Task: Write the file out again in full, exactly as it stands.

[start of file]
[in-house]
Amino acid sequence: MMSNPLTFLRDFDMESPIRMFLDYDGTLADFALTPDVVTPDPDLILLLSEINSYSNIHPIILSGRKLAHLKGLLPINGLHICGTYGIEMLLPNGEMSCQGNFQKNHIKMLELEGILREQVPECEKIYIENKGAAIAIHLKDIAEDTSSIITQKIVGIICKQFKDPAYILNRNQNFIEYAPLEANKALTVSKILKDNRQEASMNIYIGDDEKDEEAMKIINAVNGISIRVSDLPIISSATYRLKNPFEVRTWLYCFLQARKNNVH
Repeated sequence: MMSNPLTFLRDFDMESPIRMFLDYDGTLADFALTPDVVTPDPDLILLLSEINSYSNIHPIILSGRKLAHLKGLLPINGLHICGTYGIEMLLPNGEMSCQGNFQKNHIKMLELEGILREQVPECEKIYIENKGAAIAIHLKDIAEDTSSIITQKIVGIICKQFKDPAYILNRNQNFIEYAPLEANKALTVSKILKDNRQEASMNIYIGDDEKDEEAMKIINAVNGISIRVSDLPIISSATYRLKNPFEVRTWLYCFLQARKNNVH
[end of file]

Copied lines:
[in-house]
Amino acid sequence: MMSNPLTFLRDFDMESPIRMFLDYDGTLADFALTPDVVTPDPDLILLLSEINSYSNIHPIILSGRKLAHLKGLLPINGLHICGTYGIEMLLPNGEMSCQGNFQKNHIKMLELEGILREQVPECEKIYIENKGAAIAIHLKDIAEDTSSIITQKIVGIICKQFKDPAYILNRNQNFIEYAPLEANKALTVSKILKDNRQEASMNIYIGDDEKDEEAMKIINAVNGISIRVSDLPIISSATYRLKNPFEVRTWLYCFLQARKNNVH
Repeated sequence: MMSNPLTFLRDFDMESPIRMFLDYDGTLADFALTPDVVTPDPDLILLLSEINSYSNIHPIILSGRKLAHLKGLLPINGLHICGTYGIEMLLPNGEMSCQGNFQKNHIKMLELEGILREQVPECEKIYIENKGAAIAIHLKDIAEDTSSIITQKIVGIICKQFKDPAYILNRNQNFIEYAPLEANKALTVSKILKDNRQEASMNIYIGDDEKDEEAMKIINAVNGISIRVSDLPIISSATYRLKNPFEVRTWLYCFLQARKNNVH